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Photos: Jeff Clark
The cobblestone climbs of Flanders. They have become shorthand for suffering and epic deeds, for passion and endurance. There is a romance to the stones, a spell they weave that most cyclists fall under. While we will watch our heros race during Sunday’s Tour of Flanders, and 100 million viewers around the world will, the opportunity exists to ride the course on Saturday, complete with barriers, course markers, timing chips and police controlled intersections. It’s a bit like getting your buddies together for a quick game of flag football at the Superbowl stadium the day before the big game, except in Flanders the riders on Saturday even get a few drunk fans heckling them as they try their luck on the Koppenberg or Paterberg.
The Ronde Van Vlaanderen Cyclo offers three ride options, 75 km with less than 1000 meters of climbing, 134 km with 1600 meters and the full pull all the way from the official race start in Brugge, 245 km with 2100 meters of climbing. While the first two start and finish in Oudennarde, the finish of the actual race, the shorter 75 km route misses some early climbs and cobbles but all routes finish over the same course once the diabolical Koppenberg is reached, including the deadly one-two knockout punch of the Kwaremont and Paterberg.
With over 16000 riders on the course you can forget about Strava. This is an event to help you better understand just what the pro riders have experienced here for over 100 years, not add to your digital palmares. The Koppenberg is so clogged you will most likely be stopped dead half way up by riders resorting to their feet for lack of fitness on its 20% cobbled slopes. You will see a crash or two, usually from riders pushing a pace unsafe on the packed, narrow streets. You will be forced to dodge water bottles and saddle packs jarred loose due to the severity of the cobblestones. None of this matters.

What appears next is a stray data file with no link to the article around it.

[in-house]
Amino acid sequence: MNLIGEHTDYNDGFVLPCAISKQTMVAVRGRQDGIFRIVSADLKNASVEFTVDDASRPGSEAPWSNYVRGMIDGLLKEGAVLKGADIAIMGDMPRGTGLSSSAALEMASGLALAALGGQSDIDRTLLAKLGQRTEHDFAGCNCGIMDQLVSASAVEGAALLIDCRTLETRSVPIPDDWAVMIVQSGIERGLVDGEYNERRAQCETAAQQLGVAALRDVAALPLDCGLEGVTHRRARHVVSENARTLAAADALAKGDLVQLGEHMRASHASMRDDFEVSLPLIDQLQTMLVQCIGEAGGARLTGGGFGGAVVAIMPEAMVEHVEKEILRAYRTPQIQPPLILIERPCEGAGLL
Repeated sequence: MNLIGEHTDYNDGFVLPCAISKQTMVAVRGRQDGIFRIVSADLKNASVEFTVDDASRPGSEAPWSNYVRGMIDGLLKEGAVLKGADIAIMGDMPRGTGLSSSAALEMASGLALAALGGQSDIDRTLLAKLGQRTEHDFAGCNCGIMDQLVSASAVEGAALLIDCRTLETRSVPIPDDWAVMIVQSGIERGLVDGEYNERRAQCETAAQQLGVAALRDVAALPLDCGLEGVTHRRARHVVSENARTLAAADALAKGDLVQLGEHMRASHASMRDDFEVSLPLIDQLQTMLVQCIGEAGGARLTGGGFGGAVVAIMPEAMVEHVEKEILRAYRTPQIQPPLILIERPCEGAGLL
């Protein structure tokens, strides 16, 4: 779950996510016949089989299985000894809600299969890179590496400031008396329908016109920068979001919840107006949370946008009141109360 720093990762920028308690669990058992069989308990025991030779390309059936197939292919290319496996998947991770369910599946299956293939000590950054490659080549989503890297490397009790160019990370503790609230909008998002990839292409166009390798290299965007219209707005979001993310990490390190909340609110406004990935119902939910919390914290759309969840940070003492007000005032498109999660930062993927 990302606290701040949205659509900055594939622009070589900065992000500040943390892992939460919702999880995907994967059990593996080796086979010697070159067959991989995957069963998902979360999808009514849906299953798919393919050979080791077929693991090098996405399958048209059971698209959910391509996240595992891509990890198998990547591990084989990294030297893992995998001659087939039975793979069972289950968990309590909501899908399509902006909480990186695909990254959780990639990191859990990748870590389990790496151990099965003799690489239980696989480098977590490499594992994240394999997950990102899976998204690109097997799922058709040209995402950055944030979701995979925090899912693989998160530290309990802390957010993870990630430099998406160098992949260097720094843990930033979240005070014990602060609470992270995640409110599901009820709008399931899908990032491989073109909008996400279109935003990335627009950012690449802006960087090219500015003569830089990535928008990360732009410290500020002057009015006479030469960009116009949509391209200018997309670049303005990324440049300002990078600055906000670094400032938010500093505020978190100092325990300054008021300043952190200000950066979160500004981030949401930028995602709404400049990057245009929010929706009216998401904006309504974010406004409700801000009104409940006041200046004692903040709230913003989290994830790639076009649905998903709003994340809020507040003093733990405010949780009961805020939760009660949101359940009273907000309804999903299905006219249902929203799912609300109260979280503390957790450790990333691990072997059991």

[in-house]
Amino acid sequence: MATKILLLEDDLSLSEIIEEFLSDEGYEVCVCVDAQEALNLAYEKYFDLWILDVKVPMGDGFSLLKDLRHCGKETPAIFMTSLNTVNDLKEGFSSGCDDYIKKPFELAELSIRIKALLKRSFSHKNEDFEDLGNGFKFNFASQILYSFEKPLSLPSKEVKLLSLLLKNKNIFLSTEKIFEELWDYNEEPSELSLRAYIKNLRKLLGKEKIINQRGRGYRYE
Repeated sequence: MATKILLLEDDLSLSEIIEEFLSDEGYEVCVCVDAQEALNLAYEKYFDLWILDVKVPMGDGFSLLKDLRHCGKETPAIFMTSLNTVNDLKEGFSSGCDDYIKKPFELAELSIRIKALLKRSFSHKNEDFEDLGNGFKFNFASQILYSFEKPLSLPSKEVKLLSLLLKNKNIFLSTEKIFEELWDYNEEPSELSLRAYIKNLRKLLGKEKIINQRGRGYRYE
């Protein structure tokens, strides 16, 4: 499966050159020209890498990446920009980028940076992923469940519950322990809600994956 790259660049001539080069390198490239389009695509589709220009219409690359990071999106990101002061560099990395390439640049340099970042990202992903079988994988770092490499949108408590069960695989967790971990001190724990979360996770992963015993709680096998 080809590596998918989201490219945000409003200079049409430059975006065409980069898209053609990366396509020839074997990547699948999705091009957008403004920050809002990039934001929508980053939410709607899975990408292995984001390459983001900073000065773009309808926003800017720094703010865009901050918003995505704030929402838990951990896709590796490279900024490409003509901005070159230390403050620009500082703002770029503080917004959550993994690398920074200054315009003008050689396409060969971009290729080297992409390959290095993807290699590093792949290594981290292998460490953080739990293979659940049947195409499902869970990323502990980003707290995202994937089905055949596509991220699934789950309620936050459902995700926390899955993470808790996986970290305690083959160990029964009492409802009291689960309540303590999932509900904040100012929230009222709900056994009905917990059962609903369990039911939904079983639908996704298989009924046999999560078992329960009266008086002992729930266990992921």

The Ronde Van Vlaanderen Cyclo is a very special day. You will gain an incredible appreciation for just how hard this race is, even in the warm, dry weather experienced this year. There are the legendary climbs that break the race apart in the finale that we know so well, but there is so much more. There are cobblestone descents that seem very unwise at 15 mph and suicidal at any speed approaching 30 mph, which of course the entire World Tour peloton will exceed. There are less storied paved climbs that will hurt your lungs every bit as much as the famed cobbles. There are cross winds and tight, windy roads. All of these things come in rapid succession once the final 110 km are reached. How the pros manage to maintain position in the bunch, communicate with each other, stay fed and hydrated and, heaven forbid, do a wheel change is mind boggling once you have completed the Ronde Van Vlaanderen Cyclo. Then there is the ride home after the Paterberg. In 2013 Cancellara made it seem as though the race was over with a six second gap on top of the Paterberg. There are still 16km to ride from there, flat kilometers along the canal to Oudenaarde with cross winds hurtling across the farm land. Glory may await Cancellara, Boonen or Sagan, but the cool beer and hot frites in the sunny city center after the ride are reward enough for mortals.
The Ronde Van Vlaanderen Cyclo is about gaining an appreciation for the race, the route, the climbs, the cobbles and, above all, the men that can do more than survive over the viscous kilometers. Every rider with that little nagging voice in their head when they watch the race on Sunday, ‘Just how hard is it?’, should make the pilgrimage to Flanders and find out for themselves on the Saturday before the big dance. You will never watch the race the same way again.